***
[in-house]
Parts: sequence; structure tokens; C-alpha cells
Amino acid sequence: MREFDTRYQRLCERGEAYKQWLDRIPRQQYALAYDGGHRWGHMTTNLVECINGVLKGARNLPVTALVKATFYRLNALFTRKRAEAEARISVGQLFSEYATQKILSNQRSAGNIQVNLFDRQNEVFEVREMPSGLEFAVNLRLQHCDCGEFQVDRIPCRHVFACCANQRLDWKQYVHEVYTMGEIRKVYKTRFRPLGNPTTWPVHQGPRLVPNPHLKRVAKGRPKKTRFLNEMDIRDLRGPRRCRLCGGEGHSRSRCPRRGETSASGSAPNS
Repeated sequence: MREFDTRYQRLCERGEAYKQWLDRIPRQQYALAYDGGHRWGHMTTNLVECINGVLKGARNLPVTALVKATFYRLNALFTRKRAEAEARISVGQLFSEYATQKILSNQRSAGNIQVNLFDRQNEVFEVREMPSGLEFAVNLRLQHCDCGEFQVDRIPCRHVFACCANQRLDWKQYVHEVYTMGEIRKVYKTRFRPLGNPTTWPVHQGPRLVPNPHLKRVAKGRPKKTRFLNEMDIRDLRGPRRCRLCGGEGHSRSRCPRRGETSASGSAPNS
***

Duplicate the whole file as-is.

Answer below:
[in-house]
Parts: sequence; structure tokens; C-alpha cells
Amino acid sequence: MREFDTRYQRLCERGEAYKQWLDRIPRQQYALAYDGGHRWGHMTTNLVECINGVLKGARNLPVTALVKATFYRLNALFTRKRAEAEARISVGQLFSEYATQKILSNQRSAGNIQVNLFDRQNEVFEVREMPSGLEFAVNLRLQHCDCGEFQVDRIPCRHVFACCANQRLDWKQYVHEVYTMGEIRKVYKTRFRPLGNPTTWPVHQGPRLVPNPHLKRVAKGRPKKTRFLNEMDIRDLRGPRRCRLCGGEGHSRSRCPRRGETSASGSAPNS
Repeated sequence: MREFDTRYQRLCERGEAYKQWLDRIPRQQYALAYDGGHRWGHMTTNLVECINGVLKGARNLPVTALVKATFYRLNALFTRKRAEAEARISVGQLFSEYATQKILSNQRSAGNIQVNLFDRQNEVFEVREMPSGLEFAVNLRLQHCDCGEFQVDRIPCRHVFACCANQRLDWKQYVHEVYTMGEIRKVYKTRFRPLGNPTTWPVHQGPRLVPNPHLKRVAKGRPKKTRFLNEMDIRDLRGPRRCRLCGGEGHSRSRCPRRGETSASGSAPNS